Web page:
Murambi roses ready for picking

The annual Murambi Roses rose- picking event was held on Saturday November 12, and attendees from far and wide arrived early to put their secateurs to use.

Murambi Roses provides roses to local and international markets, and offers venue space for hire that includes a chapel for wedding ceremonies. Murambi’s greenhouses have more than 70,000 rose bushes which produce numerous varietals.

Established 10 years ago, the event enables rose enthusiasts to pick up to 80 roses a bucket for only R150 a ticket. Owner and founder of Murambi, Barbara Allen, said: “The event is held when we have a flush of roses and is a great opportunity to share the beauty of the roses with the community in a social context.”

Varietals on offer included Esperance (light pink), Pretty Woman (pink peach), So Pretty (apricot cream), Vendella (cream), Tienieke (white), yellow, Royal Baccara (deep red), Black Baccara (deep burgundy), Madiba (lilac), Sunny Leonedes (bright peach), Amsterdam (pink coral), Burnt Orange, Cerise, New Cerise (deeper cerise), New Peach (pale orange peach), Aqua (ice-cream pink) and Mimi-Eden (soft pink spray).

The event is much beloved and many turned out to participate. When attending rose pickings, it is important to remember to have secateurs, which are proper gardening scissors, on hand for easy picking that will not damage the bushes. People must not pick tight buds as these will not open later and will be considered wasted.

Once picked, the roses need to put in water to prevent the ends from hardening, as once this happens the rose will not soak up water and will wither.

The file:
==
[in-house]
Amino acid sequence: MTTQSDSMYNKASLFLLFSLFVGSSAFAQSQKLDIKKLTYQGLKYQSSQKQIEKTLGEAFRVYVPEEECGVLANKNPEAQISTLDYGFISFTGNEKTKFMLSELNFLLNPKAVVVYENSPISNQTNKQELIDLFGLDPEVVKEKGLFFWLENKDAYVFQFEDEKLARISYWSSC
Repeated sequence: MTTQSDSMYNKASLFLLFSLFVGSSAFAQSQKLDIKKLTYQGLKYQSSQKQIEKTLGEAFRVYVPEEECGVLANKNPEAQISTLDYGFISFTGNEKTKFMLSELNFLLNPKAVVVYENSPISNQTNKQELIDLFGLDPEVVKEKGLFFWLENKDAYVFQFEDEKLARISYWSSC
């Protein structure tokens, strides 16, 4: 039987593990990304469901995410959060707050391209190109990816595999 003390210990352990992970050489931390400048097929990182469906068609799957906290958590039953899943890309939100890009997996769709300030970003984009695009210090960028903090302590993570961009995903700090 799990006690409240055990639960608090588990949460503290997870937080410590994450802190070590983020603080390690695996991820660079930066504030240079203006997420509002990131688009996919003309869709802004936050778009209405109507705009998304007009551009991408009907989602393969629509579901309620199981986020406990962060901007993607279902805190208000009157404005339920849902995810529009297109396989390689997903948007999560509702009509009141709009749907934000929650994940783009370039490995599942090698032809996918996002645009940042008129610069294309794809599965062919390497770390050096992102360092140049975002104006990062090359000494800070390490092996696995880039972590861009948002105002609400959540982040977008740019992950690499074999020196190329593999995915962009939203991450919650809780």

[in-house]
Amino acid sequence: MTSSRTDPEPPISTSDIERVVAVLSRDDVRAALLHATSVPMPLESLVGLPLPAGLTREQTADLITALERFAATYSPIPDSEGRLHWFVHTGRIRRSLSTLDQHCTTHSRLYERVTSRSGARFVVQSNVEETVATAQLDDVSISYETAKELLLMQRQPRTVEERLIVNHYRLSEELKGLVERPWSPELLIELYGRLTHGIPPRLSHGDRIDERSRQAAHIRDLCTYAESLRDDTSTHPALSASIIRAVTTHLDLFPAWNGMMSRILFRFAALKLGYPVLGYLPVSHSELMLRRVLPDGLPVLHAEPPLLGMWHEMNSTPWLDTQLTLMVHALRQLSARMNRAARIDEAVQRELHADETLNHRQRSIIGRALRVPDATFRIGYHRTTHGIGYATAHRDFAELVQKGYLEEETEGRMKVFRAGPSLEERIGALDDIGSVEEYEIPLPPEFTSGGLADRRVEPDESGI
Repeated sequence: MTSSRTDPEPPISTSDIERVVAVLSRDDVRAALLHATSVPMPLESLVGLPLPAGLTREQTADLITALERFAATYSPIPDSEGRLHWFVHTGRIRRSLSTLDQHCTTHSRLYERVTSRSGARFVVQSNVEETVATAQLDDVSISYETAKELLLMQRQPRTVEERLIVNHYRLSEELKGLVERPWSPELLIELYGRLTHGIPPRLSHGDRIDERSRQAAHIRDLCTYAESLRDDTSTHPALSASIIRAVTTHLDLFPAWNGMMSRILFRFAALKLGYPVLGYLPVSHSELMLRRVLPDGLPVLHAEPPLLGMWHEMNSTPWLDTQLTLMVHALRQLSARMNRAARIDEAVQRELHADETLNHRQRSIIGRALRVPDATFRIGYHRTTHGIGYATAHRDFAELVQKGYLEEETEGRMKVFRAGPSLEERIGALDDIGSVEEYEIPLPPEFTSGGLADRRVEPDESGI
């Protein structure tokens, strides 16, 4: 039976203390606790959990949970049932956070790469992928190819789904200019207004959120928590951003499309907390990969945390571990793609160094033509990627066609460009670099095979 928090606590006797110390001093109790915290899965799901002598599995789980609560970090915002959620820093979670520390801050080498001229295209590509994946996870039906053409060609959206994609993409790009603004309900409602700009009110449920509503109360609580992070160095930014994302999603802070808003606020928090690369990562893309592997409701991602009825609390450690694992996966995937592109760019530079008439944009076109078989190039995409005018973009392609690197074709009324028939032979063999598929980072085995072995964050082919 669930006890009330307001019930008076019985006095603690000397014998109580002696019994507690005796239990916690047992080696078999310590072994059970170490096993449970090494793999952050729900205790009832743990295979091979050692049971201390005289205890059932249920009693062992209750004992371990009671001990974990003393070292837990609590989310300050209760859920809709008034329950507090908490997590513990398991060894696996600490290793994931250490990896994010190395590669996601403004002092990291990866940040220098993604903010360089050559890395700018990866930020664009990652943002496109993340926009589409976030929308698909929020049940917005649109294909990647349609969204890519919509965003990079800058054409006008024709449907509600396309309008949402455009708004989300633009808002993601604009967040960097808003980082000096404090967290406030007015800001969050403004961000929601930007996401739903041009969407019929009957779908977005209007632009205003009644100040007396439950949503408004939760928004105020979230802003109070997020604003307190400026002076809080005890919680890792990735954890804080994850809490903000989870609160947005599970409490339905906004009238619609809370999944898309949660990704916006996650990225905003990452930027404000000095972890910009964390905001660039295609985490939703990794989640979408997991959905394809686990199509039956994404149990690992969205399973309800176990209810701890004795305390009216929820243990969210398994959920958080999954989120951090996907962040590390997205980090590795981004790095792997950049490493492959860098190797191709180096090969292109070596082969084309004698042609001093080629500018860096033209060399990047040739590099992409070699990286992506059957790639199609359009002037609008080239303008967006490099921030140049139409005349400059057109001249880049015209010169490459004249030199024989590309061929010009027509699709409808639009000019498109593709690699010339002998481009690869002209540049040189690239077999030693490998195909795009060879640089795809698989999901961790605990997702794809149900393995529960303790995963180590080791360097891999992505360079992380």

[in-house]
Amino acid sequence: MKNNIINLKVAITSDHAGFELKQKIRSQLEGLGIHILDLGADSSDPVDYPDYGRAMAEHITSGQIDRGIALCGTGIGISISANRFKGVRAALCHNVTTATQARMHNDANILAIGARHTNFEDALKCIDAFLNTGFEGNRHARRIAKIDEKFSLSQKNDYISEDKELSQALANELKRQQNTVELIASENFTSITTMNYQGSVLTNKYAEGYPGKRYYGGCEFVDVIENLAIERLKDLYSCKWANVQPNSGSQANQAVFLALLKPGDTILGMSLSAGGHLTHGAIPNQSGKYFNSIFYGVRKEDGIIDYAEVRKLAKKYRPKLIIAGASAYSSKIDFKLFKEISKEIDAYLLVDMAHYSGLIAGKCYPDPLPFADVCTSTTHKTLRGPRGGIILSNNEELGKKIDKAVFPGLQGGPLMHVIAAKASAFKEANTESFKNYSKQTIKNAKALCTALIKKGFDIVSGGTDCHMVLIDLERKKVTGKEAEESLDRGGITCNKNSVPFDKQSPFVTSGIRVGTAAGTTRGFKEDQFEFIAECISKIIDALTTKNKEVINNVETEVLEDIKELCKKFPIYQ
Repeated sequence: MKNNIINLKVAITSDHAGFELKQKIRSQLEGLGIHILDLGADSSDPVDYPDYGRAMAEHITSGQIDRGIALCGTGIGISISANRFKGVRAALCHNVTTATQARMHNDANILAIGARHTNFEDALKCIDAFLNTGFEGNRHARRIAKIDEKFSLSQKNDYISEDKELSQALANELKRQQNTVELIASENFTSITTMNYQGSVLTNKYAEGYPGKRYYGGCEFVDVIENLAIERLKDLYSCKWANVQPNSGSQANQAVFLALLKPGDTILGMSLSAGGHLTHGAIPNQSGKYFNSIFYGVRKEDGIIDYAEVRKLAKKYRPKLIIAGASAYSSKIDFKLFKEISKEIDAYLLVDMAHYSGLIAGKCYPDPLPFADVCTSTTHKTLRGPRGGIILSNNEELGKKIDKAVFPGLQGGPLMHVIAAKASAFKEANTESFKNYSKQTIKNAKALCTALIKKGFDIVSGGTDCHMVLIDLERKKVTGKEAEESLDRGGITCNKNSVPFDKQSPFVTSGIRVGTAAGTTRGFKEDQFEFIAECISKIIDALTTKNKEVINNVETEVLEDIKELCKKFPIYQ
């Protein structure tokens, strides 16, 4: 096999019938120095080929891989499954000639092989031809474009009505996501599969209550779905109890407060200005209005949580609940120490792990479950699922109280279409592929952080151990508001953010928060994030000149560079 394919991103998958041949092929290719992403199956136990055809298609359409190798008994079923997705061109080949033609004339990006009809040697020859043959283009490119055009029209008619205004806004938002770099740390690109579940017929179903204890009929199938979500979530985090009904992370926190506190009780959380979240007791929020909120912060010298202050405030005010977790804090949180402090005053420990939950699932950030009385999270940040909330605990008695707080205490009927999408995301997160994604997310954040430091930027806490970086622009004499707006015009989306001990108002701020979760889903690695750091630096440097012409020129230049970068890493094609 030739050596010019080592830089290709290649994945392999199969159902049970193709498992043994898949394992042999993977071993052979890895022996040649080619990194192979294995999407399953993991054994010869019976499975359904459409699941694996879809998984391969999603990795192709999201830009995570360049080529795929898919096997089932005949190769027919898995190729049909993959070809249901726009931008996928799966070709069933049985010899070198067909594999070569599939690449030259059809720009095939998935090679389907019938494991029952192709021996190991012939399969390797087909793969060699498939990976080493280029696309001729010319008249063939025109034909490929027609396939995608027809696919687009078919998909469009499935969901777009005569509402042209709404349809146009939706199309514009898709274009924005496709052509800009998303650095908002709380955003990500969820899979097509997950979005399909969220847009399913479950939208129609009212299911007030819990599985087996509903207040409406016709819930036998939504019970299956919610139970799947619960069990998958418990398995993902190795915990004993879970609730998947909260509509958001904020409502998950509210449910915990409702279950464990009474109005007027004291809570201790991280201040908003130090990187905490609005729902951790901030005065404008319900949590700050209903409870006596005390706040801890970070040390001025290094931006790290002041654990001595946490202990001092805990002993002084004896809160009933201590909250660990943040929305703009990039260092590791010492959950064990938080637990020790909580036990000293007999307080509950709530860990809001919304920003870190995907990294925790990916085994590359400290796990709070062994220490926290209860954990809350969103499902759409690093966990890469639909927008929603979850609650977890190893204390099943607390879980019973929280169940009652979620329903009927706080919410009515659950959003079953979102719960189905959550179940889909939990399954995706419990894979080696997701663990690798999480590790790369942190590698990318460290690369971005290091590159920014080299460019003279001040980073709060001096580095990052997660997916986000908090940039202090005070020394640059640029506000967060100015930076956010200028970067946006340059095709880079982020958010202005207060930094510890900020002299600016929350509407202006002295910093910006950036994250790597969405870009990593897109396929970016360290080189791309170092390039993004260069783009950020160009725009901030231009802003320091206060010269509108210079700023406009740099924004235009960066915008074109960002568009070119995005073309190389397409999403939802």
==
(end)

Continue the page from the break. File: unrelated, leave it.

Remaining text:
A great deal goes into preparing for the rose picking and from year to year, the date for the event depends on seasons when roses are in demand in national and local markets.

“There is a lot that goes into farming roses, such as maintaining the tunnels and irrigation systems. The roses need constant care, such as weeding, pruning and nourishment, and their nourishment comes mainly from fertiliser through the irrigation system,” Allen said.

“Being located in windy East London, the tunnels are often needing plastic repair and replacement, and for fear of pests the roses have to be sprayed on a weekly basis.

“It is an expensive venture. We have to make sure that open roses are not left in the greenhouse for too long as they attract pests. However, for our rose pickings we leave the open roses to create that beautiful setting. Any open roses that are left behind will quickly be cut off on the following Monday.”

IN BLOOM: Flower lovers select roses to pick in the greenhouses. Pictures: SUPPLIED


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